The sweetgum tree fills the swampy ground along the St. Johns “branches” and sheds its maple-like leaves in December. Sailing up the broad river you may trace the swampy spots now by the soft gray of bare twigs of the sweet gum, in beautiful contrast to the glossy dark green of live-oak and the paler silkiness of plumy tops of the long-leaved pines of the barrens. Its roots dispute the very black depths of the flowing waters with those of the cypress, and its purpling autumn leaves seem like those of a Massachusetts swamp maple that have by some mischance ripened without vividness. The sour-gum tree, which is nothing more than the tupelo which grows on the swamp edges at home, thrives as well in Florida and is true to its colors. The rich red of its leaves makes the most vivid blotches of autumn coloring I have yet found here. Along with the scuppernong grows its cousin vine, the Virginia creeper. This too holds much of its Northern red in the passing leaves. The homesick Northerner in Florida at this time of year will do well to take to the swamps. The pinky gray of baring sweet-gum twigs, the rich red of the bordering tupelos and the festooning ampelopsis will do much to make him feel at home.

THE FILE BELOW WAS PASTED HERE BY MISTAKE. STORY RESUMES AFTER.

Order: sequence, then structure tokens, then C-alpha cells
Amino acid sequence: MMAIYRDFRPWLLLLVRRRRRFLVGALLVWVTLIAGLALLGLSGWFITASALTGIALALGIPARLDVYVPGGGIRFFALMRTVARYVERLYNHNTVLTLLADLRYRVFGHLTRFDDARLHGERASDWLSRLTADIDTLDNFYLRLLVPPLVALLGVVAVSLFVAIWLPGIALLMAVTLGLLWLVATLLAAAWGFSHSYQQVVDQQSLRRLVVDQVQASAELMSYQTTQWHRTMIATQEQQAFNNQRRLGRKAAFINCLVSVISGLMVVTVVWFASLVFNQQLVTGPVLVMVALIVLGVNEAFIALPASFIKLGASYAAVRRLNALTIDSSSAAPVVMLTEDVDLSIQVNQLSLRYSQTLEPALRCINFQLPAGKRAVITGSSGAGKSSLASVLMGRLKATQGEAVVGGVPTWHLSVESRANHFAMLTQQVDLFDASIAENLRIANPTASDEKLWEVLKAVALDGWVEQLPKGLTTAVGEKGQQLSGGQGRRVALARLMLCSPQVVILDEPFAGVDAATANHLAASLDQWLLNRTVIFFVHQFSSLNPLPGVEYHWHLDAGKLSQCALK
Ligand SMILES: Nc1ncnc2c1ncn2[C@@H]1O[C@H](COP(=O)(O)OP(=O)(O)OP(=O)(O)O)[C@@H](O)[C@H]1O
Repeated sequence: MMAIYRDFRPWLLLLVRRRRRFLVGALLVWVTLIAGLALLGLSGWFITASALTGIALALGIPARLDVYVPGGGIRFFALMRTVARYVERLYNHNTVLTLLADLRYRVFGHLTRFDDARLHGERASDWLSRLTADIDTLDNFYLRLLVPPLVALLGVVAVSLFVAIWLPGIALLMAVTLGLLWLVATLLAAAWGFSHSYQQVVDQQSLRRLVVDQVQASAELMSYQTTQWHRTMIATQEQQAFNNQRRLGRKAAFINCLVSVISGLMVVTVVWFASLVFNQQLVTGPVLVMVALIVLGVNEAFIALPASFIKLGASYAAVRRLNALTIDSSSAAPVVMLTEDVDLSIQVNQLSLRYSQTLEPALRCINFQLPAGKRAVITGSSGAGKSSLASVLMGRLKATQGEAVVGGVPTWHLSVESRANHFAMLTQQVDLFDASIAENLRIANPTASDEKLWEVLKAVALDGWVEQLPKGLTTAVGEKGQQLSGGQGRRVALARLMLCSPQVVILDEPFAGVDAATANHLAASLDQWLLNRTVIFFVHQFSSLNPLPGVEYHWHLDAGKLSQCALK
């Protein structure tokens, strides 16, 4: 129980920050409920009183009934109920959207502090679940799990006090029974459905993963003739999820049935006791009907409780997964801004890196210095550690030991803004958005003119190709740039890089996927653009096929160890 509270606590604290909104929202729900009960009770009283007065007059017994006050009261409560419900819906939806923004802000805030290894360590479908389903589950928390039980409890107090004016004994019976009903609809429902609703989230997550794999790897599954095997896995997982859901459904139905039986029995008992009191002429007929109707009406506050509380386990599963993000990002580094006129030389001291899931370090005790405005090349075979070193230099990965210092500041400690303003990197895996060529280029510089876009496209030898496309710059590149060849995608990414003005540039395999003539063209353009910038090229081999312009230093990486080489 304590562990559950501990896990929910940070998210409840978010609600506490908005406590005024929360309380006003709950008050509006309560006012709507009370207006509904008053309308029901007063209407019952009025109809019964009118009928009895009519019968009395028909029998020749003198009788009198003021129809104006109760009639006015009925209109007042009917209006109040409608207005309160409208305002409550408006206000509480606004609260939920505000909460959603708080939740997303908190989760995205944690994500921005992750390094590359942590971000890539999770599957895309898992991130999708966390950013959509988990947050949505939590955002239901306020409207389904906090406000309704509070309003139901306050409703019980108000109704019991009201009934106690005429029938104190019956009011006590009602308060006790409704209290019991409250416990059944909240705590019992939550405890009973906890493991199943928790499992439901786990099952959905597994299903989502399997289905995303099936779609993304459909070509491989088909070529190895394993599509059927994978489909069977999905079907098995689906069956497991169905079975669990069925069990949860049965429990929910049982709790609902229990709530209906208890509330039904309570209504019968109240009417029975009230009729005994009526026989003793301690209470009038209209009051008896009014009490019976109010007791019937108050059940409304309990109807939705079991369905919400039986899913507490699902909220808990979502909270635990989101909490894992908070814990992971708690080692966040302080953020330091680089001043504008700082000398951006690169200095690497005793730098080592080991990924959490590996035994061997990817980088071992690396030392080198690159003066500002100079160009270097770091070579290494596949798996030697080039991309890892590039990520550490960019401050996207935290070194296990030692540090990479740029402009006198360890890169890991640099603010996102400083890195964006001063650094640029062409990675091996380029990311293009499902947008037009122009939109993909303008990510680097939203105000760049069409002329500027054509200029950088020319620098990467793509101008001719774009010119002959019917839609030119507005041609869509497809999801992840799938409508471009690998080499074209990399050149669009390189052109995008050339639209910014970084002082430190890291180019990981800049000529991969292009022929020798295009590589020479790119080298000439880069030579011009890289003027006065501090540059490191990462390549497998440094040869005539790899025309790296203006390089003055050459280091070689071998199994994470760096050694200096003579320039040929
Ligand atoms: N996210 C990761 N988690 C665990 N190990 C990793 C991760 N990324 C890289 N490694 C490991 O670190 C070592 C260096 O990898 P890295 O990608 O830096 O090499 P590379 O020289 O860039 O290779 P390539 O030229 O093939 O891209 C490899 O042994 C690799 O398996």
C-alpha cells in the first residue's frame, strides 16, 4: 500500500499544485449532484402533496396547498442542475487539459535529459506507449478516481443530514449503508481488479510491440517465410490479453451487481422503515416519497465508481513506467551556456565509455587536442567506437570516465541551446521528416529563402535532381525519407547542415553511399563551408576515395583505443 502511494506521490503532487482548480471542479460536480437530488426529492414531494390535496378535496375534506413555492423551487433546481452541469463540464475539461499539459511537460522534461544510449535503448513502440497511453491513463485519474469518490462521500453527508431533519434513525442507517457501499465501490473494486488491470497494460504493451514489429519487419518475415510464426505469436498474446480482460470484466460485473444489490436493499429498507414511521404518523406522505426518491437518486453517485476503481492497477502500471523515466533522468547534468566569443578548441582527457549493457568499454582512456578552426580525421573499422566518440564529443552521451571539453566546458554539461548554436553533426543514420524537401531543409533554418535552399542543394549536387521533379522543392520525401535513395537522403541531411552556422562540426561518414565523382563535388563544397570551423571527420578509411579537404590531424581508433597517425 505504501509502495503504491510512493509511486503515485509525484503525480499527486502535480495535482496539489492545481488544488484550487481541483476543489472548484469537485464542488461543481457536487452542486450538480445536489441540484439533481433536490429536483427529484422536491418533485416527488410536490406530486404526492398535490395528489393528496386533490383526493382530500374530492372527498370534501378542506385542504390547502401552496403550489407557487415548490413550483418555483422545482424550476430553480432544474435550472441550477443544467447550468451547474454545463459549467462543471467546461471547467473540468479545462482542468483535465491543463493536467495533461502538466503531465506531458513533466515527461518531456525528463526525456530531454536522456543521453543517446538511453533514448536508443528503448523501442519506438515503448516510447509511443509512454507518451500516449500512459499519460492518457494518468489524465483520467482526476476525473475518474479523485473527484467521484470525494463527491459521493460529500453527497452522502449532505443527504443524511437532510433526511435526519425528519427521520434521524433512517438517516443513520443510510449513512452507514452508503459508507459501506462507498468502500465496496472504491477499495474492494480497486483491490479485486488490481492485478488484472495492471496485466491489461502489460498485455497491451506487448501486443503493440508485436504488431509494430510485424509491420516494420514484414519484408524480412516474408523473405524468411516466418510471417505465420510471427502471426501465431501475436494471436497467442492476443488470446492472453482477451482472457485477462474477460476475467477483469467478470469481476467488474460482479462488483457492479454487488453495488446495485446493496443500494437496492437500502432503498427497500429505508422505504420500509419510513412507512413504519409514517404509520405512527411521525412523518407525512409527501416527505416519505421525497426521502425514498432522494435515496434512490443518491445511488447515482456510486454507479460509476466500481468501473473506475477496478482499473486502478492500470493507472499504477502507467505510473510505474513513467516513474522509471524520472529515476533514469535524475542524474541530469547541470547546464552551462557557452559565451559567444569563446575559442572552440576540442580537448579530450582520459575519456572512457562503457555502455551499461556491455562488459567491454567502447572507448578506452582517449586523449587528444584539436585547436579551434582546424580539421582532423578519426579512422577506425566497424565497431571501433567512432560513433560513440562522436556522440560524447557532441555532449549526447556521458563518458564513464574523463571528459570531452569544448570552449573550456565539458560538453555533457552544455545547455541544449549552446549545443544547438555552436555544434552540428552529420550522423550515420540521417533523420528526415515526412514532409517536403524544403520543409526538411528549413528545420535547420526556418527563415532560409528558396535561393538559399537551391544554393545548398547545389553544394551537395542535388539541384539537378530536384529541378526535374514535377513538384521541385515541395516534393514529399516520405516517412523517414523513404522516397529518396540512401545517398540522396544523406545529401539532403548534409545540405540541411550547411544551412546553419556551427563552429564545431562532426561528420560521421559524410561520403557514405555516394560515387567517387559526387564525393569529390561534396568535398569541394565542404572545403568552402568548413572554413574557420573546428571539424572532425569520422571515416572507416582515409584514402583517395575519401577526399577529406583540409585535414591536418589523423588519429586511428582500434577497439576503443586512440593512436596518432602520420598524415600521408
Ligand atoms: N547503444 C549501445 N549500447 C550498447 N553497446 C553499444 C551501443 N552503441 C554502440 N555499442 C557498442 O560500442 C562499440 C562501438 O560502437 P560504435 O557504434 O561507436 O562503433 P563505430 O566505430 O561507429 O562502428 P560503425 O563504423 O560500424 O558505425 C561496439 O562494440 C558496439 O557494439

Through this border tangle one goes to enter the solemn silence of the swamp where the black water seems to listen as it glides breathlessly by to the river. In the steaming warmth of mid-summer the place must drip with purple shadows. Now because the sweet gums and swamp maples are losing their leaves, it holds only a sun-flecked twilight that soothes after the black shadows beneath the orange trees and the glare of the sand. Here one may draw a long breath and let the bustle of a busy world slip from him. I have the same feeling on entering a church of a week day and hearing the heavy ticking of the clock. The silence broods. The maples are already bare, the gum trees partly, and the feathery fronds of cypress have grown brown on the trees and in part fallen, slipping one by one to the placid surface where they add their color to the purple of the other thick-strewn leaves.
Copyright, 1910
By Small, Maynard and Company